Thursday, November 15, 2012

DPW Spotlight Interview: Judith Cameron

Each week we will spotlight a different DPW artist who will give away one of their best paintings. 

To enter to win Judith Cameron's painting, "Brown Onion #3," go to go to Daily Paintworks and click on the link at the top of the page announcing her interview.

From Judith's DPW gallery page:
I have been painting primarily Plein Air landscapes since 2004, although I pursued other media in college. In 2009, inspired by this very group, I began what turned out to be "Every Few Days Paintings," incorporating still life into my body of work.
Tell us a bit about how you first started painting.

In 1981, when I was already in my 30's, I completed my B.A. in Art with an emphasis in Etching and Ceramics, but I never really went anywhere with it.

Fast forward to 2001, when I decided I wanted to learn to paint. I enrolled in a school here in Southern California called "Mission Renaissance," which was started by Larry Gluck, a graduate of the Art Student's League in NYC, the curriculum and approach of which serve as the foundation for the teaching of this school. After 2 1/2 years studying there, I joined a local plein air group in 2004 and have painted with them ever since. I started a Daily Painting blog of my own in 2009 and "graduated" to being a member of DPW last year.

Brown Onion #3
(click here to see original image)

Enter to win by clicking on the link at the top of the home page announcing Judith's interview.

Did you have any stops and starts in your painting career?

Well, I suppose you could say that the period between 1981 and 2001 was one big "stop." The decision to go to school to learn to paint was a huge decision, as was joining the plein air group. But for all 30 of those years, the need to be creative, to be doing something, was constantly prickling at me.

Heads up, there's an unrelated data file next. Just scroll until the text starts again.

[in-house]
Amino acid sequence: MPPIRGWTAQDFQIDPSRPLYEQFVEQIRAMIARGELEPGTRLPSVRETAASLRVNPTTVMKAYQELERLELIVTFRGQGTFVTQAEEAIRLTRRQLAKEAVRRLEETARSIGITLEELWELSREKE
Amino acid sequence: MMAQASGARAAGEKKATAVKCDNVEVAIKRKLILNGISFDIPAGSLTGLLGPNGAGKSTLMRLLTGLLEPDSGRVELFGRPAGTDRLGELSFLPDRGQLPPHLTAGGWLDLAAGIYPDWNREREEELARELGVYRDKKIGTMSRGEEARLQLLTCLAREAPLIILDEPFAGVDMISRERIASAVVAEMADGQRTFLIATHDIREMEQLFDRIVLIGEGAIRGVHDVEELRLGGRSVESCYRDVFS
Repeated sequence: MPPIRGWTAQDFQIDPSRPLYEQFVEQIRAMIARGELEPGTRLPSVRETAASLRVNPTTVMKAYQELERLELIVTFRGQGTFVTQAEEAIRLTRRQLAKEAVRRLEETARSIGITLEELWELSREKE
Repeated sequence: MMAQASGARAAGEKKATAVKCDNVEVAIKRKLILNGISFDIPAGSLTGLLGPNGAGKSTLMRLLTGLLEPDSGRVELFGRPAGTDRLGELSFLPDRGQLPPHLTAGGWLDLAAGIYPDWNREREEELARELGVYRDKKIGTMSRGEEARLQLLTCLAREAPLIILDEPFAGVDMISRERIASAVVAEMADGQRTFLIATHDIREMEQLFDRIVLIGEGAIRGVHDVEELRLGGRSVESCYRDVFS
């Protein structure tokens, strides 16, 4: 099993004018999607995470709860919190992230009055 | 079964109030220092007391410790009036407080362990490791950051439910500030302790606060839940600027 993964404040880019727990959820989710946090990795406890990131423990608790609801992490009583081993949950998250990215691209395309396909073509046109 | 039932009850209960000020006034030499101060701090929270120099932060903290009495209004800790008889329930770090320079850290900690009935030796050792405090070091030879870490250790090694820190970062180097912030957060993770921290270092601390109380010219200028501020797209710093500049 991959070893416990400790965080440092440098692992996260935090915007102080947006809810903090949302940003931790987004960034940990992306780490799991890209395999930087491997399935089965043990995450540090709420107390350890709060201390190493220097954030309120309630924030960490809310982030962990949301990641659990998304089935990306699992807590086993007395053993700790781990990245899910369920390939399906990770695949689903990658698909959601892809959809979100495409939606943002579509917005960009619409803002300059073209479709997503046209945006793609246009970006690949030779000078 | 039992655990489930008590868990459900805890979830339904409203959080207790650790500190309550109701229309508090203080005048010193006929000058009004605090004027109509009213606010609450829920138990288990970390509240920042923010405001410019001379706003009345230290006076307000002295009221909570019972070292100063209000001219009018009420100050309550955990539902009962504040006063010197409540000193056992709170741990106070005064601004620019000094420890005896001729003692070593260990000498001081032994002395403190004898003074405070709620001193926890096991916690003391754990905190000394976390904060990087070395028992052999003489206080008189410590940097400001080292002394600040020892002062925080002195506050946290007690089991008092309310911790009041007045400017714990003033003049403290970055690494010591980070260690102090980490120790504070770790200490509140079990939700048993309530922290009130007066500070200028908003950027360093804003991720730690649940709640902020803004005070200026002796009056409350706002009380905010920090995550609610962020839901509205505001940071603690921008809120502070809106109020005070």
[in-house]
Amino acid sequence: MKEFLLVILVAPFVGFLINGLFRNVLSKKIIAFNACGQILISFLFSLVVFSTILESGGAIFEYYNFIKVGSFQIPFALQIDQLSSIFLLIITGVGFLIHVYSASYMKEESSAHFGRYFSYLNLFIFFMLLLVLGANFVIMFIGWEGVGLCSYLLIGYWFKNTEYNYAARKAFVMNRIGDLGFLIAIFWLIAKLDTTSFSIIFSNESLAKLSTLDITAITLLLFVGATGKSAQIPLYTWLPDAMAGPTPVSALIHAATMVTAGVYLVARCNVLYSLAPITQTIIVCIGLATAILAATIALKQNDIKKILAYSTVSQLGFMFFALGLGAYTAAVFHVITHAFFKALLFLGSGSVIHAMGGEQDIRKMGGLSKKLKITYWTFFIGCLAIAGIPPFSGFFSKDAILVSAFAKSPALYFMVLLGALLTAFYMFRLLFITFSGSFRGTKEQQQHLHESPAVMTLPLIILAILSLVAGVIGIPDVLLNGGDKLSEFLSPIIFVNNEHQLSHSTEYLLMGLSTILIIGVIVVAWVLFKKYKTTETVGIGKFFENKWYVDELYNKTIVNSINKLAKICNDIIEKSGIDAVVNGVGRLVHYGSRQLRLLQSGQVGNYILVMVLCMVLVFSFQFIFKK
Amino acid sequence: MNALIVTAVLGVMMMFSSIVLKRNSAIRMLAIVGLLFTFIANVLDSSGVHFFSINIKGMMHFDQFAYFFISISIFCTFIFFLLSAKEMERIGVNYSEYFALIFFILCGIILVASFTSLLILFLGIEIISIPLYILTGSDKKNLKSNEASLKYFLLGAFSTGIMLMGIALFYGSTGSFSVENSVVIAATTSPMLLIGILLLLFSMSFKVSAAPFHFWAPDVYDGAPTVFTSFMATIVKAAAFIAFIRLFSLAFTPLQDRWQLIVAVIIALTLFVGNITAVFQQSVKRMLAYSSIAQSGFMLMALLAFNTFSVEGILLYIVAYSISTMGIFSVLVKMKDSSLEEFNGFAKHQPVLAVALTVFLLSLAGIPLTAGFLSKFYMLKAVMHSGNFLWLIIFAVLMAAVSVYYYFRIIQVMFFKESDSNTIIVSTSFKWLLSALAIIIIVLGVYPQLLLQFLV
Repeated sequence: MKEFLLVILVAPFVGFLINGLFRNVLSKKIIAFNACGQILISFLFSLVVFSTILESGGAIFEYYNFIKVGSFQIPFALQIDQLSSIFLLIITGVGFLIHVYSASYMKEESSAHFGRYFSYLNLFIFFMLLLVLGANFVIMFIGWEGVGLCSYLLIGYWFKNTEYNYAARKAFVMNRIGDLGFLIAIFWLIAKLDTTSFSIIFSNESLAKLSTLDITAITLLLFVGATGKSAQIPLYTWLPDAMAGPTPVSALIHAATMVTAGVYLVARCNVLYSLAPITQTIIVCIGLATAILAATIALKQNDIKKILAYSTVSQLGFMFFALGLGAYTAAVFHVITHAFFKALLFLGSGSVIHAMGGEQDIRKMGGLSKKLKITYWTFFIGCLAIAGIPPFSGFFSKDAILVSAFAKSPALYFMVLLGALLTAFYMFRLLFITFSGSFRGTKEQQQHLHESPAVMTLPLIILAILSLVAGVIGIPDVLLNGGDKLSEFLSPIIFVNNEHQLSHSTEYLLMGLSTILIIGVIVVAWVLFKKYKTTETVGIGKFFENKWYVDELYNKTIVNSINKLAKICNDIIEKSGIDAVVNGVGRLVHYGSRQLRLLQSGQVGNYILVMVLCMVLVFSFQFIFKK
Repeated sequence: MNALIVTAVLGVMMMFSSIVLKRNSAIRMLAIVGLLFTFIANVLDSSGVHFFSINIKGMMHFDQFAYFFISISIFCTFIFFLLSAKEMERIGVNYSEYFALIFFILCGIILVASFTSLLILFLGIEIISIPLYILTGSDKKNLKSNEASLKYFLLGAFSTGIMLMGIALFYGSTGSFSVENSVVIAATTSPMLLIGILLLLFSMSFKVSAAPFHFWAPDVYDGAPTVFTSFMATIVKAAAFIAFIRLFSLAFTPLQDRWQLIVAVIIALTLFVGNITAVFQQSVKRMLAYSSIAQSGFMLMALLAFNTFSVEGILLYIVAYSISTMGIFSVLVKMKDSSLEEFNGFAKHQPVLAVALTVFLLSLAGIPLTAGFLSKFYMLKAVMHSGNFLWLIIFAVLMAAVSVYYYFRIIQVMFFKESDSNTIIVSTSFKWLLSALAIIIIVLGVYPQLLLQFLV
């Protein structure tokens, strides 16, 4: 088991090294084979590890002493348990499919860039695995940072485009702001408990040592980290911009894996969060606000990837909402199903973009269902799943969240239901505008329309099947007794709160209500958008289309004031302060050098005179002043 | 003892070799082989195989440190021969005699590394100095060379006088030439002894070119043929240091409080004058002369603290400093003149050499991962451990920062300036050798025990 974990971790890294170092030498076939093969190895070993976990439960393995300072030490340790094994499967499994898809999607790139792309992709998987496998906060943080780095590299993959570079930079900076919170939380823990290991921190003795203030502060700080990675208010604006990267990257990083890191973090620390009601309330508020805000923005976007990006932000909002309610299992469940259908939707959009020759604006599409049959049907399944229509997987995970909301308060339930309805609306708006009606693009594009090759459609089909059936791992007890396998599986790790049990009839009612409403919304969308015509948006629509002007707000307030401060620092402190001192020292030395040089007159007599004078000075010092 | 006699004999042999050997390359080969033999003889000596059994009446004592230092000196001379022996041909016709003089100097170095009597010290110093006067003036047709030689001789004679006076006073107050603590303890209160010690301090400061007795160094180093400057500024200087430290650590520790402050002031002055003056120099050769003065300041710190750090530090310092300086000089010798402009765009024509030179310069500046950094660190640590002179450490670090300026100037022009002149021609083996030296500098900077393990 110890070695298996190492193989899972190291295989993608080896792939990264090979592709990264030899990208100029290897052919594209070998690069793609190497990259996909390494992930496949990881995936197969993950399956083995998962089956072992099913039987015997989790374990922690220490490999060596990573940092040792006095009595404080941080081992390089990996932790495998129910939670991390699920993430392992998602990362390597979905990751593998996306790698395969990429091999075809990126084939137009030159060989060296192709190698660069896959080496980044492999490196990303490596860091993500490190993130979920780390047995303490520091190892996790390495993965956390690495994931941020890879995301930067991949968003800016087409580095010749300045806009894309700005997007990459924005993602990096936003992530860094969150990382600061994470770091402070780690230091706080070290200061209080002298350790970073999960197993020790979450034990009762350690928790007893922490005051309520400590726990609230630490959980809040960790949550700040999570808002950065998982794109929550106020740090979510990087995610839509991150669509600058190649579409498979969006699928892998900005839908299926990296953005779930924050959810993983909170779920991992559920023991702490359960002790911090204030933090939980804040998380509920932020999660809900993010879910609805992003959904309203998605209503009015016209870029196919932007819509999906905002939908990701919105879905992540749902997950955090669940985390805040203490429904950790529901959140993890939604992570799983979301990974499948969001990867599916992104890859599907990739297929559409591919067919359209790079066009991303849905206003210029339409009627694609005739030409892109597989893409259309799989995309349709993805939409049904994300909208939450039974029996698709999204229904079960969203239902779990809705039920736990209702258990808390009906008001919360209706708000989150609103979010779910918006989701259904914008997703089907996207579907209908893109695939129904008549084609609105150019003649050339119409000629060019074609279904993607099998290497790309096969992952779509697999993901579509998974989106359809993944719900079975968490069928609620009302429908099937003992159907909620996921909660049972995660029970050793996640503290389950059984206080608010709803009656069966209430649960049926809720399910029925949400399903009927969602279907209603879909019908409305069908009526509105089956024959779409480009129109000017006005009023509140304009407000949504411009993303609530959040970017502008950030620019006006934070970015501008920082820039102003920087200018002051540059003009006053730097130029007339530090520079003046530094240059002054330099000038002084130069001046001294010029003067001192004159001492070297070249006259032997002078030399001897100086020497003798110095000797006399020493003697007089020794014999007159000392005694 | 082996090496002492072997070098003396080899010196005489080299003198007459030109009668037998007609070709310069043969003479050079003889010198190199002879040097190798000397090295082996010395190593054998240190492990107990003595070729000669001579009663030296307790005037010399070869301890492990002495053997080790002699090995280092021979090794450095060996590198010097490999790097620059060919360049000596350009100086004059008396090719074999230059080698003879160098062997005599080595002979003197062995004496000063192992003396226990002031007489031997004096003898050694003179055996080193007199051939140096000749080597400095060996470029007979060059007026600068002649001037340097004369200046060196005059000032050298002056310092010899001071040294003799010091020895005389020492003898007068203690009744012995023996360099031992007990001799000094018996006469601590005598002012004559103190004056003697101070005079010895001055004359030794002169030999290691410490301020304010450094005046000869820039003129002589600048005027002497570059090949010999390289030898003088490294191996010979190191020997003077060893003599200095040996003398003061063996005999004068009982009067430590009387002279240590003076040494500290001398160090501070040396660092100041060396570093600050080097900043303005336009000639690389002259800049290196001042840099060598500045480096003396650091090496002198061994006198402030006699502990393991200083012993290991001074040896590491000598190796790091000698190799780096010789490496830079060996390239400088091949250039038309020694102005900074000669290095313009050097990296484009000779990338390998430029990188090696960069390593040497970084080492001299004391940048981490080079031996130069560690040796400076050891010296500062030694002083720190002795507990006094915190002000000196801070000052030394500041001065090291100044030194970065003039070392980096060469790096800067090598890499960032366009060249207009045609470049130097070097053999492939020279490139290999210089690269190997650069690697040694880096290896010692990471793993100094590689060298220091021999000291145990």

It was a revelation to have finally found what I wanted to be doing. With the plein air group though, I found I was only painting for specific upcoming shows, with lots of down time, or stops, in between, and with nothing from myself pushing me to get out and paint.

At some point I became aware of the Daily Painting phenomenon, and decided to start my own blog. I've never been able to manage an actual painting every day, but just being able to get two done per week keeps me from stopping any more.

Snow on Saddleback
(click here to see original image)

What mediums and genres have you experimented with? Which ones have "stuck" and which ones have fallen away? Which ones are you looking forward to exploring?

I've painted with oils right from the beginning. Because of my earlier art background, I was familiar with all the other usual media: watercolor, acrylic, pastels, etc., and knew from those experiences that oils were for me. I love the intensity of color, and the forgiveness of the medium.

I don't think of myself so much of a genre painter as someone inspired by specific artists. John Singer Sargent, Richard Schmid, Cyrus Afsary, Julian Merrow-Smith are all artists whose work I obsessively look at. I would say I'm a realist painter, but I love to see lots of paint, and broken color, and beautiful, deft brushwork. I'm most attracted to paintings that can use abstract textures, to suggest and define realist subjects. As for future media, right now I'm still too in love with oils.

I love the classic beauty of your still lives, pet portraits and sunny vistas. What's most important to you about what you're trying to capture in your subjects?

An emotional response to light. That is the first thing that pops into my mind. The thing I respond to in any subject, landscape or still life is light.

Shelter Dog #4
(click here to see original image)

I spent the 90's as a professional photographer, chiefly photographing other peoples art work, as well as photographing gallery exhibitions for catalogs. I learned a lot about light, and I still see my subjects in those terms. Most of the time, I set up my still lifes thinking more about the light and the mood it sets, than the object itself.